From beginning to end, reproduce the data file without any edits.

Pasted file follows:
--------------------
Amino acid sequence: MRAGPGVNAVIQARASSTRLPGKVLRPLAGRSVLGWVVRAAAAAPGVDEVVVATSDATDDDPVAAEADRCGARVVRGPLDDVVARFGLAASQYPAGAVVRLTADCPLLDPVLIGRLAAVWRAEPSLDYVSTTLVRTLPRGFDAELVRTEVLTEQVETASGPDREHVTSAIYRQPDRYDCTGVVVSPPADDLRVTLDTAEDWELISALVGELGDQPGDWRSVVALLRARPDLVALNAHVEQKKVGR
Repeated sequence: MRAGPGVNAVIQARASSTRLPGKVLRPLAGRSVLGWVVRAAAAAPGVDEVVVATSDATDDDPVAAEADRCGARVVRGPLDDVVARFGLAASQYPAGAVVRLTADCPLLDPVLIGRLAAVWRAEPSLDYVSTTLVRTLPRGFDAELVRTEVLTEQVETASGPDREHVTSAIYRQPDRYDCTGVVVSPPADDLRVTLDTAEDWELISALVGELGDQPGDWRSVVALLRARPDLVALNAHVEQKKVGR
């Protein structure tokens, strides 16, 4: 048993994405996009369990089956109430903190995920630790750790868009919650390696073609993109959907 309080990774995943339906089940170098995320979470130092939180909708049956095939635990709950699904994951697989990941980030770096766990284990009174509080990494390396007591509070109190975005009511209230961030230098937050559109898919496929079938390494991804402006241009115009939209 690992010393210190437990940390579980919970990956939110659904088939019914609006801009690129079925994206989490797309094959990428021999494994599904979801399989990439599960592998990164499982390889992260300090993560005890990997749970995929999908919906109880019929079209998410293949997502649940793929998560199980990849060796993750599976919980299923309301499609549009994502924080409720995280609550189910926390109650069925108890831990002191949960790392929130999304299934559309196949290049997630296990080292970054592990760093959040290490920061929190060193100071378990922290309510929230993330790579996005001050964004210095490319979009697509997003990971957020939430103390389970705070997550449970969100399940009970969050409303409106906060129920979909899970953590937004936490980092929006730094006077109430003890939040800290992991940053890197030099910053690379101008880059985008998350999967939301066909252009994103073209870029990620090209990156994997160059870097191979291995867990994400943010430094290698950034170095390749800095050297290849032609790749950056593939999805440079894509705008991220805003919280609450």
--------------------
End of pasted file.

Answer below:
Amino acid sequence: MRAGPGVNAVIQARASSTRLPGKVLRPLAGRSVLGWVVRAAAAAPGVDEVVVATSDATDDDPVAAEADRCGARVVRGPLDDVVARFGLAASQYPAGAVVRLTADCPLLDPVLIGRLAAVWRAEPSLDYVSTTLVRTLPRGFDAELVRTEVLTEQVETASGPDREHVTSAIYRQPDRYDCTGVVVSPPADDLRVTLDTAEDWELISALVGELGDQPGDWRSVVALLRARPDLVALNAHVEQKKVGR
Repeated sequence: MRAGPGVNAVIQARASSTRLPGKVLRPLAGRSVLGWVVRAAAAAPGVDEVVVATSDATDDDPVAAEADRCGARVVRGPLDDVVARFGLAASQYPAGAVVRLTADCPLLDPVLIGRLAAVWRAEPSLDYVSTTLVRTLPRGFDAELVRTEVLTEQVETASGPDREHVTSAIYRQPDRYDCTGVVVSPPADDLRVTLDTAEDWELISALVGELGDQPGDWRSVVALLRARPDLVALNAHVEQKKVGR
């Protein structure tokens, strides 16, 4: 048993994405996009369990089956109430903190995920630790750790868009919650390696073609993109959907 309080990774995943339906089940170098995320979470130092939180909708049956095939635990709950699904994951697989990941980030770096766990284990009174509080990494390396007591509070109190975005009511209230961030230098937050559109898919496929079938390494991804402006241009115009939209 690992010393210190437990940390579980919970990956939110659904088939019914609006801009690129079925994206989490797309094959990428021999494994599904979801399989990439599960592998990164499982390889992260300090993560005890990997749970995929999908919906109880019929079209998410293949997502649940793929998560199980990849060796993750599976919980299923309301499609549009994502924080409720995280609550189910926390109650069925108890831990002191949960790392929130999304299934559309196949290049997630296990080292970054592990760093959040290490920061929190060193100071378990922290309510929230993330790579996005001050964004210095490319979009697509997003990971957020939430103390389970705070997550449970969100399940009970969050409303409106906060129920979909899970953590937004936490980092929006730094006077109430003890939040800290992991940053890197030099910053690379101008880059985008998350999967939301066909252009994103073209870029990620090209990156994997160059870097191979291995867990994400943010430094290698950034170095390749800095050297290849032609790749950056593939999805440079894509705008991220805003919280609450």